SAN ANTONIO, Oct.18, 2020
/PRNewswire-PRWeb/ -- American and Polish scientists,
reporting Oct. 16 in the journal
Science Advances, laid out a novel rationale for COVID-19 drug
design – blocking a molecular "scissor" that the virus uses for
virus production and to disable human proteins crucial to the
The researchers are from The University of
Texas Health Science Center at San
Antonio (UT Health San Antonio) and the Wroclaw University
of Science and Technology. Information gleaned by the American team
helped Polish chemists to develop two molecules that inhibit the
cutter, an enzyme called SARS-CoV-2-PLpro.
SARS-CoV-2-PLpro promotes infection by sensing and processing
both viral and human proteins, said senior author Shaun K. Olsen, PhD, associate professor of
biochemistry and structural biology in the Joe R. and Teresa Lozano Long School of Medicine at UT
Health San Antonio.
"This enzyme executes a double-whammy," Dr. Olsen said. "It
stimulates the release of proteins that are essential for the virus
to replicate, and it also inhibits molecules called cytokines and
chemokines that signal the immune system to attack the infection,"
Dr. Olsen said.
SARS-CoV-2-PLpro cuts human proteins ubiquitin and ISG15, which
help maintain protein integrity. "The enzyme acts like a molecular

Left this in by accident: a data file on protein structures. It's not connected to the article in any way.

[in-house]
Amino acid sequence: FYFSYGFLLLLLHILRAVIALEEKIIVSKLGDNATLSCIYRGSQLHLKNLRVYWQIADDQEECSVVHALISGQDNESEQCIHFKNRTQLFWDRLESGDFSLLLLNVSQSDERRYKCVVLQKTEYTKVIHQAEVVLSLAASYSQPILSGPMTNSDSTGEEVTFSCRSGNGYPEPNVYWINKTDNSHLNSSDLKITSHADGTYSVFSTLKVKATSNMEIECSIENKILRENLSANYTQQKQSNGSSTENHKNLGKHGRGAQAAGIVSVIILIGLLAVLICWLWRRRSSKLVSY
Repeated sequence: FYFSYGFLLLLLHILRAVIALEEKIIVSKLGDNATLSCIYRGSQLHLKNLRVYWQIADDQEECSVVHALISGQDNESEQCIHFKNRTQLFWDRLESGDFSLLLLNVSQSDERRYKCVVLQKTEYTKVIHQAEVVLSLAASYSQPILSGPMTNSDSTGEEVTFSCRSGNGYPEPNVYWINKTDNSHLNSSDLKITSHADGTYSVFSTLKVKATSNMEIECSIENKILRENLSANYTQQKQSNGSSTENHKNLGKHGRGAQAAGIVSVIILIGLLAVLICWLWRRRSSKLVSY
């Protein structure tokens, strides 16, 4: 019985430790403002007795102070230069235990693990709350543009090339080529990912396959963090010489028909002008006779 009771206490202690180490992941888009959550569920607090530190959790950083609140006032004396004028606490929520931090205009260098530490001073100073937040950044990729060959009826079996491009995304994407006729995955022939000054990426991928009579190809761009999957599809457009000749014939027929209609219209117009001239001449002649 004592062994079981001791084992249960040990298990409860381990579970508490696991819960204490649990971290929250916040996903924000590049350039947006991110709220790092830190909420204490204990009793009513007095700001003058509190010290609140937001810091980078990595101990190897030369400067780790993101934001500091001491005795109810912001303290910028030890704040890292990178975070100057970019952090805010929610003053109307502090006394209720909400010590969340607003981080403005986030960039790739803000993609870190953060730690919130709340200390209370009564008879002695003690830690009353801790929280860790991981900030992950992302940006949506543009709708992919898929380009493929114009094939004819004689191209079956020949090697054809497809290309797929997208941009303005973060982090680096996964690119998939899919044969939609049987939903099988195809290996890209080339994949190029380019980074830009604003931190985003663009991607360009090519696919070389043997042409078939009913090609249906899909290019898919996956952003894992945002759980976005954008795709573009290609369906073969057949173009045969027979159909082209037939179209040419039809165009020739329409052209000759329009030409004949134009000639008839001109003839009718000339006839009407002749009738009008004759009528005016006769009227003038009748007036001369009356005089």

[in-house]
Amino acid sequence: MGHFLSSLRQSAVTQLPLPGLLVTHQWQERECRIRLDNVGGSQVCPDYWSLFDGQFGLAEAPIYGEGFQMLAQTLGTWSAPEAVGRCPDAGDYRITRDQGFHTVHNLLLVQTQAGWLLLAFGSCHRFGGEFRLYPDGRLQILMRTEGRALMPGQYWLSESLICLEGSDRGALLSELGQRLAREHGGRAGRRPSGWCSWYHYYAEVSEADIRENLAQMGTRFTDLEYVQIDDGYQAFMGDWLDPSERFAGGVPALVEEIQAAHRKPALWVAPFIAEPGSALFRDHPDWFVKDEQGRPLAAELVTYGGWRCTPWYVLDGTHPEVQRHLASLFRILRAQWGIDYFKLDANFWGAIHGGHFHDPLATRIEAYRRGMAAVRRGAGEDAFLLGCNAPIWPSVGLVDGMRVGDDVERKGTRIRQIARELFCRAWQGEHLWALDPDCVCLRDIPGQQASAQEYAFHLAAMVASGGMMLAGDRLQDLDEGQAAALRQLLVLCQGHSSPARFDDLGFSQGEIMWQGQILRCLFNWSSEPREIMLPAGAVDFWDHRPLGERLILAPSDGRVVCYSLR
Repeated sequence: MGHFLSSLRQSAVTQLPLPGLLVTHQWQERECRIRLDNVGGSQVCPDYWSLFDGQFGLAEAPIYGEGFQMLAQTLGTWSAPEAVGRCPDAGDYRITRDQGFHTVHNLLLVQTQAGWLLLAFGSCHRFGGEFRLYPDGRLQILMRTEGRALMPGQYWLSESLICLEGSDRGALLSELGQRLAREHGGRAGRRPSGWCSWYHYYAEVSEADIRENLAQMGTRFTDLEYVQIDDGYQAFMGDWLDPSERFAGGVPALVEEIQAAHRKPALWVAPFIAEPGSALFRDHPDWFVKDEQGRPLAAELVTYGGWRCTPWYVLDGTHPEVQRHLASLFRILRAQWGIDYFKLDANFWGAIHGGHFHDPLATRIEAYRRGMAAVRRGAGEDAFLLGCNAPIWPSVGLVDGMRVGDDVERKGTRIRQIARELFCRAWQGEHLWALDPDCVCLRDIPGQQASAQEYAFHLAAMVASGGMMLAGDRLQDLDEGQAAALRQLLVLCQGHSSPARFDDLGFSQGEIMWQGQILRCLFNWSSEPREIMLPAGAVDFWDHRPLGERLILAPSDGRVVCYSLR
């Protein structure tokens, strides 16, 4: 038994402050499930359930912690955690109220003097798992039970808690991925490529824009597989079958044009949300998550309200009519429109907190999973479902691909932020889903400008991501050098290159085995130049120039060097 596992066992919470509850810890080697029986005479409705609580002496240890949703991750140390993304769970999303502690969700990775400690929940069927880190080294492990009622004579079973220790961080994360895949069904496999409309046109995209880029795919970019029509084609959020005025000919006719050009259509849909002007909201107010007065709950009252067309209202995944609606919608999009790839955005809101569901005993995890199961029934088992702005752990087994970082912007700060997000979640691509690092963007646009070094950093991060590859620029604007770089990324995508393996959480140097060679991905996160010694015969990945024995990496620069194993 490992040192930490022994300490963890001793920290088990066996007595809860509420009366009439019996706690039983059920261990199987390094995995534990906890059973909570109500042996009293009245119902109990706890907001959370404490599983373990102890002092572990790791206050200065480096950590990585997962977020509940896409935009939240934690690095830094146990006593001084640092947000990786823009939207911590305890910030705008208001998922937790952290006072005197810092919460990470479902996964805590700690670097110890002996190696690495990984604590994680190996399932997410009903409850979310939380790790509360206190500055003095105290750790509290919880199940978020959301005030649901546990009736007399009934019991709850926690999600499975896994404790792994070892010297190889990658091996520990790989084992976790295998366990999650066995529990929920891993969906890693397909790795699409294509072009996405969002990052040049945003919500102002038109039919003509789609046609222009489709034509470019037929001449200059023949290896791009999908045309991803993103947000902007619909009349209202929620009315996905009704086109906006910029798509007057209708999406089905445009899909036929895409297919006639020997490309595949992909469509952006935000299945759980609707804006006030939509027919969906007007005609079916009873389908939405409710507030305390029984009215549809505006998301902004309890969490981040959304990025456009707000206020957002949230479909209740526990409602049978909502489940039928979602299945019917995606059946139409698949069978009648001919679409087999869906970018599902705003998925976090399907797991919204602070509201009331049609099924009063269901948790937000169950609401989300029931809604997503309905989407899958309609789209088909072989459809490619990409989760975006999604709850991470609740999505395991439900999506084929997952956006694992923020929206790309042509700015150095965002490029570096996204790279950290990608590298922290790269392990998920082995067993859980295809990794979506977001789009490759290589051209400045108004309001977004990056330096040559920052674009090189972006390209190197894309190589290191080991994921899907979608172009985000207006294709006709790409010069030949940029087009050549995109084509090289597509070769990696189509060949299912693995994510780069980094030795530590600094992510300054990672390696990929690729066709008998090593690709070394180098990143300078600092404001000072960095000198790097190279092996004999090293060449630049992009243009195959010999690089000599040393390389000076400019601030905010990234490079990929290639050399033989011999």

scissor," Dr. Olsen said. "It cleaves ubiquitin and ISG15 away from
other proteins, which reverses their normal effects."
Dr. Olsen's team, which recently moved to the Long School of
Medicine at UT Health San Antonio from the Medical University of South Carolina, solved the
three-dimensional structures of SARS-CoV-2-PLpro and the two
inhibitor molecules, which are called VIR250 and VIR251. X-ray
crystallography was performed at the Argonne National Laboratory
"Our collaborator, Dr. Marcin Drag, and his team developed the
inhibitors, which are very efficient at blocking the activity of
SARS-CoV-2-PLpro, yet do not recognize other similar enzymes in
human cells," Dr. Olsen said. "This is a critical point: The
inhibitor is specific for this one viral enzyme and doesn't
cross-react with human enzymes with a similar function."
Specificity will be a key determinant of therapeutic value down
the road, he said.
The American team also compared SARS-CoV-2-PLpro against similar
enzymes from coronaviruses of recent decades, SARS-CoV-1 and MERS.
They learned that SARS-CoV-2-PLpro processes ubiquitin and ISG15
much differently than its SARS-1 counterpart.
"One of the key questions is whether that accounts for some of
the differences we see in how those viruses affect humans, if at
all," Dr. Olsen said.
By understanding similarities and differences of these enzymes
in various coronaviruses, it may be possible to develop inhibitors
that are effective against multiple viruses, and these inhibitors
potentially could be modified when other coronavirus variants
emerge in the future, he said.
Activity profiling and structures of inhibitor-bound
SARS-CoV-2-PLpro protease provides a framework for anti-COVID-19
Wioletta Rut, Zongyang Lv, Mikolaj
Patchett, Digant Nayak,
Scott J. Snipas, Farid El Oualid, Tony T.
Huang, Miklos Bekes, Marcin
Drag, Shaun K. Olsen
First published: Oct. 16, 2020,
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SOURCE UT Health San Antonio